Brian Contos:

Yeah. Well, Jason, before we jump right, I do want to hit on a couple of things as it relates to healthcare providers. So we’ve worked with a lot of healthcare providers and one of the things that we discovered, and you’re probably well aware of, most of them start with about a 15% deficit because they can’t refuse care. So this was even before COVID. So to your point, they have really, really small margins even compared sometimes to retail, which has very, very thin margins.

Now, the healthcare payers, the insurance side, the sciences, the pharmaceutical, sometimes that’s a little bit different, but speaking specifically to the providers that have a lot of traditional IT but they certainly have a ton of IoT, digital door locks, security cameras, and on top of that, they have medical IT devices as well. These sort of internet of medical things, if you will. Given the explosion of these types of connected devices and how critical many of them are, given the margins that healthcare providers generally have and now to your point about post-COVID, the bills coming due, well, now they have this massive footprint of tech that may or may not be secure, probably not. When you’re having conversations with these teams, with these boards and executives, are they able to understand and prioritize the need to invest in security as it relates to these devices?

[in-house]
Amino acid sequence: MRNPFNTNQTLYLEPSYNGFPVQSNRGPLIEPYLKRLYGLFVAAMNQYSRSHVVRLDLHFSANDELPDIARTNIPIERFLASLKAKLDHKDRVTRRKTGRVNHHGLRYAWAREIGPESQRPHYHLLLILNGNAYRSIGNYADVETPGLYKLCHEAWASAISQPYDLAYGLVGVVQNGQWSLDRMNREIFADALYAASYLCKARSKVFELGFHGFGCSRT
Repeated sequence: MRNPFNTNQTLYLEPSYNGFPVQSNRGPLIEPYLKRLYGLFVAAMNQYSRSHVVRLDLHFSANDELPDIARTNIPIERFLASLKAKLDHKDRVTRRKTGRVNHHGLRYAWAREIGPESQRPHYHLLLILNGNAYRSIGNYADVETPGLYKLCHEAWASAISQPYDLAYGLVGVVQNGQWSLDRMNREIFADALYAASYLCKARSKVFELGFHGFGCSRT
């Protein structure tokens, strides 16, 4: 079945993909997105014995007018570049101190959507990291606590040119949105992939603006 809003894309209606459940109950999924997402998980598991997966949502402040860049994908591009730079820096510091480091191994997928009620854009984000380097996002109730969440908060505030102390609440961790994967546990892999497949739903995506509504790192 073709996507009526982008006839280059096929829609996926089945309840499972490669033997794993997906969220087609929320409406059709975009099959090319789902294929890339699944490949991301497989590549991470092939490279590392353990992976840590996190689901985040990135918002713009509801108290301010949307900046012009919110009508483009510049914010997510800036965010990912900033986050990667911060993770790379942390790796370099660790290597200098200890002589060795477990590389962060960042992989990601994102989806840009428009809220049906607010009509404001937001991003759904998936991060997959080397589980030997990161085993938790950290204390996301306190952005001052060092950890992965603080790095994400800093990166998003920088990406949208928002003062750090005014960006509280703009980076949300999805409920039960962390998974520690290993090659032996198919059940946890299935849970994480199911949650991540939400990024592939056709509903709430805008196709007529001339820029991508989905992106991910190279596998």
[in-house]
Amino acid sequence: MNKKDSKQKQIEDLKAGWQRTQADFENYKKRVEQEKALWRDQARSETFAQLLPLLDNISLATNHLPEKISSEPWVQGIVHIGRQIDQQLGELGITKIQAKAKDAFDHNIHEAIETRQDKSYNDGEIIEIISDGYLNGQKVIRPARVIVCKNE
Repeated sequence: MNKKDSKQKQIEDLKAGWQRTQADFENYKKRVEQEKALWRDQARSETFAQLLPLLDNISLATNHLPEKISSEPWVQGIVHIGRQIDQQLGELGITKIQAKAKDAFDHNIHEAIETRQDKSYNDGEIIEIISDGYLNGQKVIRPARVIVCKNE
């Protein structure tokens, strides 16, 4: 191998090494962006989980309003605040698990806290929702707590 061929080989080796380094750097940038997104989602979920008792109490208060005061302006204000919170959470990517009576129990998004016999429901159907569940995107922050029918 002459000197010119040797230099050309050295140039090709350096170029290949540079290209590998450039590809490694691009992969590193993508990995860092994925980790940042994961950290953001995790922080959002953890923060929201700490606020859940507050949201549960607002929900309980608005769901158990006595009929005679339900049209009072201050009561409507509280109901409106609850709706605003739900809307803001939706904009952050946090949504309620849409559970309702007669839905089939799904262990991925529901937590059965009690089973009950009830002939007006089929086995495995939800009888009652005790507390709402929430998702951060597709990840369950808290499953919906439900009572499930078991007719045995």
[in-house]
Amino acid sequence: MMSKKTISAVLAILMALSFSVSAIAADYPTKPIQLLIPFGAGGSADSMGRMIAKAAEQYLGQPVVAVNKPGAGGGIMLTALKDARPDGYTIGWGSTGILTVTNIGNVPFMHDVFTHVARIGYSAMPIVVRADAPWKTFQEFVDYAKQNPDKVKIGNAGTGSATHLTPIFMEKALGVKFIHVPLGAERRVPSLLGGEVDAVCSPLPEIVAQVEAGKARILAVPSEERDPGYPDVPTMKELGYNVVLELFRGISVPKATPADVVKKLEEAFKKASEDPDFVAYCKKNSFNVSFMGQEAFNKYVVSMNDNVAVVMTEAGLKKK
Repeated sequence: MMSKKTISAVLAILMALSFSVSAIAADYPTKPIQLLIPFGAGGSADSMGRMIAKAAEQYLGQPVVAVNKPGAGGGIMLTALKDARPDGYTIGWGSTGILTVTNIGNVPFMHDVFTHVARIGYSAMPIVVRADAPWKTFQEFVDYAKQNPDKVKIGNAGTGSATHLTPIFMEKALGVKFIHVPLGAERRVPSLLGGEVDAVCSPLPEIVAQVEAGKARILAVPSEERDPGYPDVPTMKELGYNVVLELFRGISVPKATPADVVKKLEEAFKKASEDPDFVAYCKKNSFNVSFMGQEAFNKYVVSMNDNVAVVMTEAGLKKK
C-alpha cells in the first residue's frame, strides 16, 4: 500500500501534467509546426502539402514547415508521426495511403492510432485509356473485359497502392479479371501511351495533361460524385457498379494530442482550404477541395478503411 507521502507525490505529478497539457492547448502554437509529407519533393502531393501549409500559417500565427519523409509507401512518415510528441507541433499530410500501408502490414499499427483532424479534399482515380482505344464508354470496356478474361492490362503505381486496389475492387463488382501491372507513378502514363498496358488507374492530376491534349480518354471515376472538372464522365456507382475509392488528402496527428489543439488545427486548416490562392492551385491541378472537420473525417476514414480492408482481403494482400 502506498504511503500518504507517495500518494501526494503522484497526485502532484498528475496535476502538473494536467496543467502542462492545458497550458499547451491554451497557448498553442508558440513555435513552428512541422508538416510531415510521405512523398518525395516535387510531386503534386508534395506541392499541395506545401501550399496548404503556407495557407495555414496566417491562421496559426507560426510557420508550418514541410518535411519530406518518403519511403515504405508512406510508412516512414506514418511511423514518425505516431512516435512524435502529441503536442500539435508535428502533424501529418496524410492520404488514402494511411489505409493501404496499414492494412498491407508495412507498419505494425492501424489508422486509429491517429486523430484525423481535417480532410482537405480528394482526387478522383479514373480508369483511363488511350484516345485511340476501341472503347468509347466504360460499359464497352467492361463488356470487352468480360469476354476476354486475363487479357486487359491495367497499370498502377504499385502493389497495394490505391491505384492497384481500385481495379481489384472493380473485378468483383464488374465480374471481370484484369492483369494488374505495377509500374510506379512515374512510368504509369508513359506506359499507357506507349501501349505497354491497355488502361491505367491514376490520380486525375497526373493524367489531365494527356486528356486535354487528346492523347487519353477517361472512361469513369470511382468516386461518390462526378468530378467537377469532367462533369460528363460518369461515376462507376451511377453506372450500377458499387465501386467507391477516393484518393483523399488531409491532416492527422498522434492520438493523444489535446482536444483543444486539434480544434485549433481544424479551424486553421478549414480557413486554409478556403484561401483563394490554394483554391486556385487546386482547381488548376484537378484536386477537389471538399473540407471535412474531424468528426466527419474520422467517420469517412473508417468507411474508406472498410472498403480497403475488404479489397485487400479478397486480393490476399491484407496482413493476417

Or are they like we’ve got some big bills to pay. We’re going to have to continue to put this on the back burner even though we understand that the risk file is really high, or, and I’m hoping you’re going to say this, they get it and they understand they are prioritizing these because it could have a direct impact on patient care?

Jason Taule:

Wow. So let me start high level and gradually narrow in. So you’re right. There is a substantial difference in the healthcare industry. The parent provider is schizophrenic. The providers have frankly, traditionally a lower posture than the payers. The payers are in the insurance business. Insurance is about risk management. It flows. They tend to have greater revenue. So they’re in pretty good shape. The providers, although if you’ve seen one hospital system, you’ve seen one hospital system, there are similarities and there are certain dominant players that are helping to address a lot of these issues. But I don’t know that you can extrapolate what a board and does and doesn’t know from one health system to the other.